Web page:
Tracy Gray, a former Kelowna councillor, is now the Conservative candidate for Kelowna-Lake Country. - Carli Berry/Capital News

Tracy Gray new Kelowna-Lake Country Conservative candidate

The former Kelowna councillor was selected Saturday night

A former city councillor is the new Conservative candidate for the Kelowna-Lake Country riding.

Tracy Gray was chosen Saturday night, after Conservative party members showed up in droves to cast their ballots and created a line that extended down the hallway at the Ramada Hotel and Conference Centre.

Gray said it was a number of factors that led her to win the candidate race, including living in the community for a long time and spending months with boots on the ground, visiting businesses and door knocking.

“All of that leg work, we knew it was going to be a marathon,” she said.

With the recent events regarding former attorney general Jody Wilson-Raybould, and Prime Minster Justin Trudeau, Gray said it may have people questioning the government and that people are losing confidence, but anything could happen.

There are still people that find we when we’re door knocking that are very staunch party people regardless of what’s going on,” she said.

Gray and Troika Development’s CEO Renee Wasylyk battled for the nomination and, according to the party’s electoral district association president, both women have helped grow party membership numbers.

Ernie Webber said heading into Saturday’s nomination vote, his riding association has the largest number of members it has had “in several elections.”

READ MORE: First hat thrown into federal Tory nomination ring in Kelowna-Lake Country

Unlike past Tory nomination meetings in the riding—the last contested one was in 2005 when Ron Cannan won the nomination—Saturday’s vote did not feature a traditional convention-style gathering.

The federal Conservatives held the riding prior to 2015, when Liberal Stephen Fuhr defeated three-term Cannan. Fuhr was the first Liberal elected in the riding in 45 years.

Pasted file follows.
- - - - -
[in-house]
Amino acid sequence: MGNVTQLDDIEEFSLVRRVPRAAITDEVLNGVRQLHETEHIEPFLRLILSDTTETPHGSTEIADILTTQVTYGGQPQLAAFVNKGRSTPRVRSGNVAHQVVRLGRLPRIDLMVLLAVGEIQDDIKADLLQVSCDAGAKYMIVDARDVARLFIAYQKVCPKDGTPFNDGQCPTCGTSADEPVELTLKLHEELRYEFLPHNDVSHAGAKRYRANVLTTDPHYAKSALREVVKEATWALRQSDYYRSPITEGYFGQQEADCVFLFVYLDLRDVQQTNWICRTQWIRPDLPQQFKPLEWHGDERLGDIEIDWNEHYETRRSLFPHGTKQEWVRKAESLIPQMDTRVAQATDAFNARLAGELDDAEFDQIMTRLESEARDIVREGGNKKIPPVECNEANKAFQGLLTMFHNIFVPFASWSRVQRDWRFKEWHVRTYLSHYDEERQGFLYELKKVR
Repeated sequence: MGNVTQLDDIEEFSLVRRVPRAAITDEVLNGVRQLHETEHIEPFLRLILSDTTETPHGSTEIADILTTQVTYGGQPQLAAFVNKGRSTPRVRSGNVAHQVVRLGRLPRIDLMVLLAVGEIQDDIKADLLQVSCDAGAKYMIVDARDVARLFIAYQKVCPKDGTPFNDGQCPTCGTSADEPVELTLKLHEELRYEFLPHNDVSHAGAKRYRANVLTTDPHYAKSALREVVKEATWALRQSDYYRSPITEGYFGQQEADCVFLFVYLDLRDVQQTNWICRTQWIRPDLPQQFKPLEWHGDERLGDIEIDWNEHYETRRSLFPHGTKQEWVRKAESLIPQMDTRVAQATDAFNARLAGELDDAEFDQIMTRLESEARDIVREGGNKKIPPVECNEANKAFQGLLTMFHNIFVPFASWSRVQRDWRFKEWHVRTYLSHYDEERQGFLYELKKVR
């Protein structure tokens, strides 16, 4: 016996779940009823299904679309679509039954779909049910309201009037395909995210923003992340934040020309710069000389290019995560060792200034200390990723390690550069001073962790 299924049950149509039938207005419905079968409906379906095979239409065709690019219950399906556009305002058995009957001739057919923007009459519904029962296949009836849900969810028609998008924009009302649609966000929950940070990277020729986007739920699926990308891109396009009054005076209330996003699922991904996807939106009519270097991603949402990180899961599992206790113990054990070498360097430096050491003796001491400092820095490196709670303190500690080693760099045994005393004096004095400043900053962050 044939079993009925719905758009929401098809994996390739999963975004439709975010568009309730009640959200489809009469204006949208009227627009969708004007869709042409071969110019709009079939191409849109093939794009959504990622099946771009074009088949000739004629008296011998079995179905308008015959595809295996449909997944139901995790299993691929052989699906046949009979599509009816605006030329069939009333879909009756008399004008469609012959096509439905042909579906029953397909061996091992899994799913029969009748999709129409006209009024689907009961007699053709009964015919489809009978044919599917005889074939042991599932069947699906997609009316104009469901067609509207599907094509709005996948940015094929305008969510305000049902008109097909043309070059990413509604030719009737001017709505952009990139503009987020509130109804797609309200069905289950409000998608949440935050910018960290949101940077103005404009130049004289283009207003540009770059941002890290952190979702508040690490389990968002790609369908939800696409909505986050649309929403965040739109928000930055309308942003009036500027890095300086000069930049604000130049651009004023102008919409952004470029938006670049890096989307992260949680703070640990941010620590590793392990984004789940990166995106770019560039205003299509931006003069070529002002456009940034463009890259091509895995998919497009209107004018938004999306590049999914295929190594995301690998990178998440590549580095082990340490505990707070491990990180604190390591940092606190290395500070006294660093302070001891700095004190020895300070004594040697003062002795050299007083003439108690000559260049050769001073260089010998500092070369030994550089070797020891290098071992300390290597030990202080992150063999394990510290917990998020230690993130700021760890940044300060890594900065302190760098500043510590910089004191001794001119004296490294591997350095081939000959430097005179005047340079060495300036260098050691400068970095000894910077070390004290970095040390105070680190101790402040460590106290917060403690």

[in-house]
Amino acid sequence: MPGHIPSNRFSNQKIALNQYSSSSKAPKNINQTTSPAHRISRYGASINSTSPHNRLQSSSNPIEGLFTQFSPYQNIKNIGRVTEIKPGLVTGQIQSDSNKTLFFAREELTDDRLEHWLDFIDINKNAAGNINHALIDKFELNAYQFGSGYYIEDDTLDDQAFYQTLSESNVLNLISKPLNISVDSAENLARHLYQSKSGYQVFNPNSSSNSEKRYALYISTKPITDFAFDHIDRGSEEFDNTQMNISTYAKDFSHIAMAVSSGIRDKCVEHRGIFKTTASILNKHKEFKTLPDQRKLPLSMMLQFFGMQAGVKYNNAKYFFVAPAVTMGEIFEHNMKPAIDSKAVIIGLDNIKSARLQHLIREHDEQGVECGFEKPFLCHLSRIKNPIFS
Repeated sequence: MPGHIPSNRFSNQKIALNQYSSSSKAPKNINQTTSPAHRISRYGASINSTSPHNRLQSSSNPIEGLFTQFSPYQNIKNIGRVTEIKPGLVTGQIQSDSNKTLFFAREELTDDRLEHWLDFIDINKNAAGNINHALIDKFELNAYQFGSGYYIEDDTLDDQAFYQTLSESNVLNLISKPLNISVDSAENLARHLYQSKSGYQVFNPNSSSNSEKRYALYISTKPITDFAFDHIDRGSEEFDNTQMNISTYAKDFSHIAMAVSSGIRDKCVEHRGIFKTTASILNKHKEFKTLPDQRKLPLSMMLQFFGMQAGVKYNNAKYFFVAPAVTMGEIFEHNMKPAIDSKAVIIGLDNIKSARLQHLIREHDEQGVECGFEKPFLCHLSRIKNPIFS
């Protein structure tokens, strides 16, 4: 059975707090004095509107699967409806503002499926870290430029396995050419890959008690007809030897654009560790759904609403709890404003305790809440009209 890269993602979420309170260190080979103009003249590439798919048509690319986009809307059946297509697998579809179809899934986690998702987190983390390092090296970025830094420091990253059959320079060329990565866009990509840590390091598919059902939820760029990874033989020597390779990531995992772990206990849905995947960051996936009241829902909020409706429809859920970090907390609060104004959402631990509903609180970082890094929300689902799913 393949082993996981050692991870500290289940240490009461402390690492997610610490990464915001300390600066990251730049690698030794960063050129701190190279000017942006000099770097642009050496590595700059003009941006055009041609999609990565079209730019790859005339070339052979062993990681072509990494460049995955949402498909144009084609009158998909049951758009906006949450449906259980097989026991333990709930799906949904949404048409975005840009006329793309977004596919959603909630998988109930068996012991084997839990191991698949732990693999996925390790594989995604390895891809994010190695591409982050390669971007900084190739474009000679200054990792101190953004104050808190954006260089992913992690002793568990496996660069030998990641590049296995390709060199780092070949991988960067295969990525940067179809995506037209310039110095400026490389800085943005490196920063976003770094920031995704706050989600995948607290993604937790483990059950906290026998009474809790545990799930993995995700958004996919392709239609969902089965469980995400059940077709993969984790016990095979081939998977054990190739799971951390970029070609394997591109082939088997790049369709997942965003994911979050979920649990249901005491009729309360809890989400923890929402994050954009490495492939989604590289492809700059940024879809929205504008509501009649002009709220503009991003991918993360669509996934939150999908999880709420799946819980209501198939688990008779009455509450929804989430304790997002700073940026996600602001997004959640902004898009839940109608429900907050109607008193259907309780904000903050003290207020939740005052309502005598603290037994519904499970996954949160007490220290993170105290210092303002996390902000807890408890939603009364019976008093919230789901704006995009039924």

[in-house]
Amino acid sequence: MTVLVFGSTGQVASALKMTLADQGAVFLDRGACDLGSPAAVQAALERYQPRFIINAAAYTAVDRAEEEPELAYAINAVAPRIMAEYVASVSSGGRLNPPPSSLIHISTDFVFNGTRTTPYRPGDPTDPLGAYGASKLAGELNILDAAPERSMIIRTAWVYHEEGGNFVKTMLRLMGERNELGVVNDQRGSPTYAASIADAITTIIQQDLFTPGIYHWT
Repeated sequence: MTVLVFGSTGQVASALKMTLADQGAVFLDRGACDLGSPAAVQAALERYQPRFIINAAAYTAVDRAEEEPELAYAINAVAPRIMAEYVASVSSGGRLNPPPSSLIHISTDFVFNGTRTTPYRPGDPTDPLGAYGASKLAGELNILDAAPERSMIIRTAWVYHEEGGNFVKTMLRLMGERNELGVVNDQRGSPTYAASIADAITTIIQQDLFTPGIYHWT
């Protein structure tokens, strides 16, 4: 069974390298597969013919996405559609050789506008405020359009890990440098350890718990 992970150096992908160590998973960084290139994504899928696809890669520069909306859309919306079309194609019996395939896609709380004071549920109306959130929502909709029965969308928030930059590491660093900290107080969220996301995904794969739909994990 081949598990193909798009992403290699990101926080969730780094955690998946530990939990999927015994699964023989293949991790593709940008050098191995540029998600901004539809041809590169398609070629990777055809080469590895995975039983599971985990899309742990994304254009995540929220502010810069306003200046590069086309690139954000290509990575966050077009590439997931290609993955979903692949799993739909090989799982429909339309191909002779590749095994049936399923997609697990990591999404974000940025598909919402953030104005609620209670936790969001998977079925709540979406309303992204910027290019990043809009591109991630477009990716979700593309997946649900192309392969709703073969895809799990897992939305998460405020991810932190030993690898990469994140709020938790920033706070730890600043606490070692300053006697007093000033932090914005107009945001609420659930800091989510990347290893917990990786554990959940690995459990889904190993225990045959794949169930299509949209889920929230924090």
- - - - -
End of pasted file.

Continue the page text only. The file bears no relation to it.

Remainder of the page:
READ MORE: Kelowna city councillor enters race for Conservative nomination

“I’ve been here since the 90s and I’ve never seen a turnout like this,” Webber said.

He said the party’s prospects of winning a seat in the next election are looking “extremely good,” with hard work from the local candidates and with voters who are frustrated with the Liberal party.

Webber said the presentation of the campaign during the last election in 2015 from Ottawa “didn’t strike well with a lot of us, so we didn’t put the same amount of energy as we did in the past, however now the information that we’re getting in Ottawa in back in the Conservative line.”

He said during the last election, messages coming from the top were “harsh” and “as far as I’m concerned there was a couple things missing for British Columbia.”

There’s a new platform that will be publicly launched next month, he said.

Wasylyk and Gray did not debate each at any point during the nomination campaign and last-minute attempts, first by the riding association and then by Wasylyk, failed.

Webber said the riding association dropped its plans to hold a forum because both candidates were given updated Kelowna-Lake Country party membership lists before the riding association got them so it was felt the candidates could contact members directly.

Wasylyk then announced she would organize a forum and invited Gray but Gray declined, saying she believed the forum contravened Elections Canada rules, something Wasylyk denied.

It’s just part of it, I’ve always just tried to rise above. I do have some political experience so I just try to stay on my own course,” Gray said.

The next federal election is slated for October, and the winner of the Conservative nomination in the riding will challenge Fuhr in the election. The NDP in the riding has yet to nominate a candidate.

— With files from Alistair Waters

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